â€˜The Apprentice and the Necromancerâ€™ by JunoMagic
A New Threat And an Old Agenda
FAMILY OF FIVE DEAD!
Edinburgh. A family of Muggle-born wizards, the parents along with their three children, were killed in their beds during the night of Saturday, November 27.
The deaths of herbalist Thomas Richardson (37) and his wife Sorcha (36), a stay-at-home-witch, along with their three children, Ian (9), Peter (6) and Jenny (4), were discovered by friends of the family who arrived at the Edinburgh family home for an afternoon of Quidditch playing on Sunday.
When the Richardsons did not react to doorbells and floo-calls, aurors were alerted and decided to Apparate directly into the house in order to determine if an accident had occurred. Inside the house nothing pointed towards any unusual occurrence or a fight, but when the aurors entered the main bedroom, they found the parents lying dead in their bed. Upon entering the children’s rooms, the aurors were faced with exactly the same scene: the three children had been killed in their beds as well.
“They looked as if they were sleeping,” said Harry Potter, auror-in-training, who was first on the scene. The young manâ€”famous for his defeat of the dark wizard Voldemort in 1998â€”was visibly shaken when he told our correspondent that there are no clues at all as to what happened, but that it can be assumed that the infamous Unforgivable curse “Avada Kedavra” was used to kill the family.
“We can only assume that the tragedy was caused by followers of Voldemort, so-called Death Eaters, who are still on the loose and seeking revenge even more than a year after the Dark Lord’s defeat,” stated the head of the Office of Aurors, Gawain Robards, yesterday. “We urge all Muggle-born wizards and witches to be extremely alert for any suspicious activities and not to hesitate to floo-call the Office of Aurors.”
The story continues with interviews of colleagues of Thomas Richardson and background information on the killing curse on page 5.
The Daily Prophet of Monday, November 29, 1999, dropped from Hermione’s hands and fell to the floor.
Annoyed at the disturbance of his lunch routine (which consisted mainly in keeping a keen eye out for pranks among the student body) Snape turned towards Hermione with a scowl that faded to a look of concern as he took in her pallor and her shaking hands. He picked up the paper and quickly scanned the front-page.
â€˜Damn,” Snape muttered and glanced at the empty seat where Headmistress McGonagall was suspiciously absent today.
He considered the Order meeting last summer, when he had heard the first report about disappearing Death Eaters. He’d had a bad feeling about the situation even then: how likely was it for aurors and Order members to lose track of five confirmed Death Eaters in three countries at the same time? Ever since then, the leads the Order and the Ministry had been following in order to apprehend members of Voldemort’s organization that still were at large had been thinning out. Since the beginning of October there had been no useful information about any of those criminals at all. And now this.
The bad feeling in his stomach intensified to the point of nausea.
Regrouping, that’s what they have been doing, the analytical part of his mind lectured coolly. At some point last summer, someone has started to pick up the remains of Voldemort’s organization. Someone who is powerful and cunning enough to make Death Eaters virtually disappear from under the noses of our aurors, the Sorcerers’ Secret Service and the Order. Now the new organization is firmly established and they have decided to send a message.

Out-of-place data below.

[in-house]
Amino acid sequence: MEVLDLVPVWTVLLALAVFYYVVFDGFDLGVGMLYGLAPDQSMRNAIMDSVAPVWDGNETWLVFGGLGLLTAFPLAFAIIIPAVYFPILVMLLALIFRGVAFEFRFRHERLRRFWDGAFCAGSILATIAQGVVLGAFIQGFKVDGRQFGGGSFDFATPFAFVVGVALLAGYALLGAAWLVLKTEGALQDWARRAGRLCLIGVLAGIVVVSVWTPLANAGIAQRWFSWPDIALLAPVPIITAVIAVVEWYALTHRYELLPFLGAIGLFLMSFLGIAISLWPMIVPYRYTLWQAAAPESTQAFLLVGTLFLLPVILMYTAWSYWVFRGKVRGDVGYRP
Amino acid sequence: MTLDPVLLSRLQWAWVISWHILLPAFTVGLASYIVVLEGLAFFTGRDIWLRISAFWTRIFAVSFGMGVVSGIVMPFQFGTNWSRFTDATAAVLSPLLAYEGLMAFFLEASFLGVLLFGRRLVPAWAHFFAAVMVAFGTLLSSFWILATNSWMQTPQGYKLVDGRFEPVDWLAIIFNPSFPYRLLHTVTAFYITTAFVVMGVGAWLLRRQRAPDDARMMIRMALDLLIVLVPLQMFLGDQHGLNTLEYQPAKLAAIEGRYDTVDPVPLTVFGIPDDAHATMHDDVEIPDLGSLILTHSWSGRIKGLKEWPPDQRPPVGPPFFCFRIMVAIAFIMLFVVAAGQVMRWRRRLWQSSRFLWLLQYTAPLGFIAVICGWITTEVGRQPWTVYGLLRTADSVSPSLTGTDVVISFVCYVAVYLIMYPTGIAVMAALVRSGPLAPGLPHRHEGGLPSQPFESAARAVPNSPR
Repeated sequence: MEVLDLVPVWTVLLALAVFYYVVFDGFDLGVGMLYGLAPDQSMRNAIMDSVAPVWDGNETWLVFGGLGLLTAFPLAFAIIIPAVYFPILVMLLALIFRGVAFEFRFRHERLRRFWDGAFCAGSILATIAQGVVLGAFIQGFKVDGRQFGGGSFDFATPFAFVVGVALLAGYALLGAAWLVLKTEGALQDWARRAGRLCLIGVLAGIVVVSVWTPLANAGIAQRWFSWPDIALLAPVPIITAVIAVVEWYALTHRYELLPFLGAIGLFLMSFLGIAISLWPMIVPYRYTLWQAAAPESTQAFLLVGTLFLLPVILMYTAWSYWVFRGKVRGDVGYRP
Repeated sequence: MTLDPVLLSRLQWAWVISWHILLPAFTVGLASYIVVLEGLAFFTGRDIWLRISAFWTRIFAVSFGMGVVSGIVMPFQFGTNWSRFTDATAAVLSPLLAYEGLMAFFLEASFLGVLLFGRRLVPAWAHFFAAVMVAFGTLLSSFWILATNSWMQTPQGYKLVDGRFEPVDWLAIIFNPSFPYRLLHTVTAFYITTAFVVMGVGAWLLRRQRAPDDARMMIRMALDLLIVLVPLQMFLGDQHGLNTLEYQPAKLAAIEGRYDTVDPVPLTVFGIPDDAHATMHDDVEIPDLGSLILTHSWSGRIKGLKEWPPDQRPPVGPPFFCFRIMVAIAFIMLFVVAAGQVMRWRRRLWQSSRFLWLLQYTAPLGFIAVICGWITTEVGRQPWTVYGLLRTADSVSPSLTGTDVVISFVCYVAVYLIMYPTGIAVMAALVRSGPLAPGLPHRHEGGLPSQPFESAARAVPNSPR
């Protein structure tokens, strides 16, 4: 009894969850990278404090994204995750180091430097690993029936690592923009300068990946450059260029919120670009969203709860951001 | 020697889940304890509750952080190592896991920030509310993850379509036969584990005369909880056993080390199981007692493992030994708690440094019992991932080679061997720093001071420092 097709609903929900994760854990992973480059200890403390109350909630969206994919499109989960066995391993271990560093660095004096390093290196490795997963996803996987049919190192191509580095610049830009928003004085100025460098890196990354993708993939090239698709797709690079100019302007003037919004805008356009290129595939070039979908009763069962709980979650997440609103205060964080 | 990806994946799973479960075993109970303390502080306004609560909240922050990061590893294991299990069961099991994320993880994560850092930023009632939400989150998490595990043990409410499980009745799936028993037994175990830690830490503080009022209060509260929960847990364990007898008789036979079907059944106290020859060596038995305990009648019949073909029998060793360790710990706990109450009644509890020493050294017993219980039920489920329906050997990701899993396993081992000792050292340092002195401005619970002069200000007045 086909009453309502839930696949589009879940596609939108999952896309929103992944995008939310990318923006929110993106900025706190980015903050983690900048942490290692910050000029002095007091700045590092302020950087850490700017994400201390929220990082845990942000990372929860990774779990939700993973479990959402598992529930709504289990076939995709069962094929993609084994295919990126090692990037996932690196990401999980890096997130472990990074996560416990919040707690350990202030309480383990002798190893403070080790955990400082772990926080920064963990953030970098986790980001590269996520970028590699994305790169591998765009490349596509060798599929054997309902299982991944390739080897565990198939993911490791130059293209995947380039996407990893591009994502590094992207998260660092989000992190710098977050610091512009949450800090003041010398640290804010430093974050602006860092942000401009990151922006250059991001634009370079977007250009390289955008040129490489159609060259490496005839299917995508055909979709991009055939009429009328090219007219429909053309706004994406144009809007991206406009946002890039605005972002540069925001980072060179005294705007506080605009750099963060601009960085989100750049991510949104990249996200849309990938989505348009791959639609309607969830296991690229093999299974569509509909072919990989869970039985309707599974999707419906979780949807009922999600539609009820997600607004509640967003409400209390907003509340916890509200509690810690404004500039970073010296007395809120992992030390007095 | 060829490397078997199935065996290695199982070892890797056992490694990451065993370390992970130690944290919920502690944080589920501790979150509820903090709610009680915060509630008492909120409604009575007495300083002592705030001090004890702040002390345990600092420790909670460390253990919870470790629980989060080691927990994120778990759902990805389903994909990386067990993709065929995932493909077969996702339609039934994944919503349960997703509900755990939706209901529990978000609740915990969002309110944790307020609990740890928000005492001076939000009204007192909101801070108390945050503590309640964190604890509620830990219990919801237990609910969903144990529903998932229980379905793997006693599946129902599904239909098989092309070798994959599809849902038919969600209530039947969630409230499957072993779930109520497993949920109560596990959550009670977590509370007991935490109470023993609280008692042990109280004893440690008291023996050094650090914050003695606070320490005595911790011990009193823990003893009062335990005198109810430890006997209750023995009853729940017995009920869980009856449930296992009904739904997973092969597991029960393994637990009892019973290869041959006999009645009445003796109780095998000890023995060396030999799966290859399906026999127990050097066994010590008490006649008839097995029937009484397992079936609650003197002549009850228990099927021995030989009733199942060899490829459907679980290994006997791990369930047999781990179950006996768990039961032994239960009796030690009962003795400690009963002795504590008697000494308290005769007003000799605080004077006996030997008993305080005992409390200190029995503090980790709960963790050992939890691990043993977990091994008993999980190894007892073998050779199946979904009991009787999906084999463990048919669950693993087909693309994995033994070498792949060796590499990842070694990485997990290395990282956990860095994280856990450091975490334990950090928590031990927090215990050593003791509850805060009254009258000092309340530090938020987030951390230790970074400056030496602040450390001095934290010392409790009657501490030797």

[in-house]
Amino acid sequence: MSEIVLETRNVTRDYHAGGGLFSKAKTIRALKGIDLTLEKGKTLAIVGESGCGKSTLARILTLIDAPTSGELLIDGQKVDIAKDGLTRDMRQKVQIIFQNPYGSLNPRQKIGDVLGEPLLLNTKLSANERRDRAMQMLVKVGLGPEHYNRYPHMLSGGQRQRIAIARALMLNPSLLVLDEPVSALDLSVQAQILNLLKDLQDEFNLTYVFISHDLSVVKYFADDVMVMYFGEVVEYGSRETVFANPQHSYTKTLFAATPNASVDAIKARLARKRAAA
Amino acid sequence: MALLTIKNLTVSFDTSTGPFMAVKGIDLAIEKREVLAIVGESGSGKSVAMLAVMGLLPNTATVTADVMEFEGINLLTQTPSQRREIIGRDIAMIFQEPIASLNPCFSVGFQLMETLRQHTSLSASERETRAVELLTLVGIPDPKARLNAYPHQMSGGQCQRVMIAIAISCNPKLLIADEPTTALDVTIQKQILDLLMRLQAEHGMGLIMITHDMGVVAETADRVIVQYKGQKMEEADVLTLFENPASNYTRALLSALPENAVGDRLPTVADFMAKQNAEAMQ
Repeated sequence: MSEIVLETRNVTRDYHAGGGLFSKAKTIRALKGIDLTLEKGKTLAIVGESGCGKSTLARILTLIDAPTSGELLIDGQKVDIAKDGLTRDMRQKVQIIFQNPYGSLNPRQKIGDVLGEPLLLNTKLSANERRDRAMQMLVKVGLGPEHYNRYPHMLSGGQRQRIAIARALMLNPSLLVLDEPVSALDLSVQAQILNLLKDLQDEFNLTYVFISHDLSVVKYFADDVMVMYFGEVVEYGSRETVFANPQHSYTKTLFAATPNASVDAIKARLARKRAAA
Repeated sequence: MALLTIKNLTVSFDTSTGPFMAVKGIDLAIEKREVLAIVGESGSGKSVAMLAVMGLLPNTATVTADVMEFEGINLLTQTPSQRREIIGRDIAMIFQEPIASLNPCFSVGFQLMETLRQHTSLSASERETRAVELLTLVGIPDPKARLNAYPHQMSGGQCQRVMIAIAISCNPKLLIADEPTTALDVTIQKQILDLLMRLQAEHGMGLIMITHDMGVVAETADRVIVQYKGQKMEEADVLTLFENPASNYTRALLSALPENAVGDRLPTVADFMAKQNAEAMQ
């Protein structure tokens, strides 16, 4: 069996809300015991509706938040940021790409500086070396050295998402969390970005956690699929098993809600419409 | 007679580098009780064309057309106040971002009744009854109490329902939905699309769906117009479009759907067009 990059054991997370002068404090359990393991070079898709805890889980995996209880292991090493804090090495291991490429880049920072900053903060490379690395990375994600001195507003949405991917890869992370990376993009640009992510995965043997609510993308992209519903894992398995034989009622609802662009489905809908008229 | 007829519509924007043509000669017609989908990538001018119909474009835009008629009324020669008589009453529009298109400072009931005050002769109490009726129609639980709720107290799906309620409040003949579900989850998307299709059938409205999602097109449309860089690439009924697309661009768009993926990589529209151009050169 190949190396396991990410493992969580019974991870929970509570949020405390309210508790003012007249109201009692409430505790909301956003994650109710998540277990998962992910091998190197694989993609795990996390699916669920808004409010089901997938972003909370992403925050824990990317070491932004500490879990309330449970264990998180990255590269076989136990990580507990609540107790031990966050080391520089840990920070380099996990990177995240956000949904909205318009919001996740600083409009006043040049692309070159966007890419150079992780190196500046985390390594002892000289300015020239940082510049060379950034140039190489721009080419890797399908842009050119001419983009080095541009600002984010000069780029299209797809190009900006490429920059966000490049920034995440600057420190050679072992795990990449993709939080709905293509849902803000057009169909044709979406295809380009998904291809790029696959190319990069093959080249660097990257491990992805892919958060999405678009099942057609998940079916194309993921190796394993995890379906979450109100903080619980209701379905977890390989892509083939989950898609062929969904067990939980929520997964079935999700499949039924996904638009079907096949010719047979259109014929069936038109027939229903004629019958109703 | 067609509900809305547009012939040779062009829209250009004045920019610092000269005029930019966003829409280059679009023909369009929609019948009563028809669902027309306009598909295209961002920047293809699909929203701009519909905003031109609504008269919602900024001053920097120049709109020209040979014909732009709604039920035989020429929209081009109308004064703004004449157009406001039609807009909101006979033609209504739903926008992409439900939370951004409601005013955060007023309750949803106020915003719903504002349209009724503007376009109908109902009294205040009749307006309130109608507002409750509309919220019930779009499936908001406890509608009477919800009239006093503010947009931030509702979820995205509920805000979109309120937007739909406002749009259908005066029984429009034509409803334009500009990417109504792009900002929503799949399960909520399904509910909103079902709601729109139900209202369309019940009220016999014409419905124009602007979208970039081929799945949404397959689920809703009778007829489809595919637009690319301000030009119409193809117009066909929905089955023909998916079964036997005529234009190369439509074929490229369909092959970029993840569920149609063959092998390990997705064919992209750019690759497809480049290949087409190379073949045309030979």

â€˜Damn,â€™ he repeated, swearing in a soft voice.
The signal couldn’t possibly be any clearer. Killing people in their beds, not even sparing the children. The ruthlessness of the execution was chilling, the agenda of whoever was behind this all too easy to perceive: eliminate Muggle-born wizards and intimidate the Purebloods.
He looked back at the article, trying to connect faces with the names. The parents had been a bit younger than he was, but they had probably been at Hogwarts together for a couple of years. He couldn’t place the name of the man, but he thought he remember the name of a Sorcha Friskin. A Hufflepuff, if he wasn’t mistaken. Brown hair and green eyes. A round face.
No more. And their eldest had been almost old enough to come to Hogwarts.
â€˜Damn,â€™ he whispered once more, before he met the eyes of his apprentice and had to bite his tongue not to repeat himself for a fourth time.
Hermioneâ€”after she’d saved his damn life yet again, there was really no use in persisting to call her â€˜Miss Grangerâ€™ within the sheltered confines of his mindâ€”looked thoroughly shaken. No, worse: she was shaking.
â€˜Heâ€”â€™ He cleared his throat. â€˜Miss Granger, are you feeling quite all right?â€™
Of course she was not, that much was easy to see. He frowned irritably at her. â€˜Do you need an Invigoration Draught? Or some Pepper-Up-Potion?â€™
She blinked at him.
She shook herself. â€˜Iâ€”I’m sorry, Professor. Iâ€”that articleâ€”the poor childrenâ€¦â€™ She trailed off helplessly, giving a strange, stiff shrug. â€˜Iâ€”I think I need to be aâ€“ alone for a bit. If you will excuse me, sir?â€™
â€˜Very well. Don’tâ€”â€™
He shook his head. There was really no reason to admonish Hermione about punctuality. She’d never been late for an appointment in her life.
â€˜Nothing. Iâ€”I will see you later, then.â€™
She only nodded, before she awkwardly turned around and slowly shuffled to the door that led out of the Great Hall from the dais of the High Table.
He felt his frown deepen. Something was wrong about the way Hermione held herself, so stiffly, and about the way she moved, so carefully. As if she was not only shook up by the news, but in considerable pain. Was she keeping something from him? He should probably consult Poppyâ€¦